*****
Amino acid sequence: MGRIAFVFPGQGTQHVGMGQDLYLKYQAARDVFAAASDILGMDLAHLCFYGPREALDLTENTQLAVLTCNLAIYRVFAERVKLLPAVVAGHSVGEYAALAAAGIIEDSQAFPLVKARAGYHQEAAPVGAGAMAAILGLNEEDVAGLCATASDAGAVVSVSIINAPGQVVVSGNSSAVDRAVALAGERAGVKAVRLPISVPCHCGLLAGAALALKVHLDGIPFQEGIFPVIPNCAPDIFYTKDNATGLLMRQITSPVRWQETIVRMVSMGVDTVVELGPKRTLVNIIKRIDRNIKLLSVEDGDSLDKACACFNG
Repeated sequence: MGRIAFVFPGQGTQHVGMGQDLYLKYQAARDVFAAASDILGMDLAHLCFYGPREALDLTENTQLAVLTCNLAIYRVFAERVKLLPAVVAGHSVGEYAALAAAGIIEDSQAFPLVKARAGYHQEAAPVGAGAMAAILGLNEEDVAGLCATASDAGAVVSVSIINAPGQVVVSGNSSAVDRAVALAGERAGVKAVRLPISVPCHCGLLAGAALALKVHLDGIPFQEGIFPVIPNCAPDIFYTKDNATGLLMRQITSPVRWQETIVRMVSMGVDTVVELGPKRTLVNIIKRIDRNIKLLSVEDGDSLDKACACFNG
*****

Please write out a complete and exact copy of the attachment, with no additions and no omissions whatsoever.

Amino acid sequence: MGRIAFVFPGQGTQHVGMGQDLYLKYQAARDVFAAASDILGMDLAHLCFYGPREALDLTENTQLAVLTCNLAIYRVFAERVKLLPAVVAGHSVGEYAALAAAGIIEDSQAFPLVKARAGYHQEAAPVGAGAMAAILGLNEEDVAGLCATASDAGAVVSVSIINAPGQVVVSGNSSAVDRAVALAGERAGVKAVRLPISVPCHCGLLAGAALALKVHLDGIPFQEGIFPVIPNCAPDIFYTKDNATGLLMRQITSPVRWQETIVRMVSMGVDTVVELGPKRTLVNIIKRIDRNIKLLSVEDGDSLDKACACFNG
Repeated sequence: MGRIAFVFPGQGTQHVGMGQDLYLKYQAARDVFAAASDILGMDLAHLCFYGPREALDLTENTQLAVLTCNLAIYRVFAERVKLLPAVVAGHSVGEYAALAAAGIIEDSQAFPLVKARAGYHQEAAPVGAGAMAAILGLNEEDVAGLCATASDAGAVVSVSIINAPGQVVVSGNSSAVDRAVALAGERAGVKAVRLPISVPCHCGLLAGAALALKVHLDGIPFQEGIFPVIPNCAPDIFYTKDNATGLLMRQITSPVRWQETIVRMVSMGVDTVVELGPKRTLVNIIKRIDRNIKLLSVEDGDSLDKACACFNG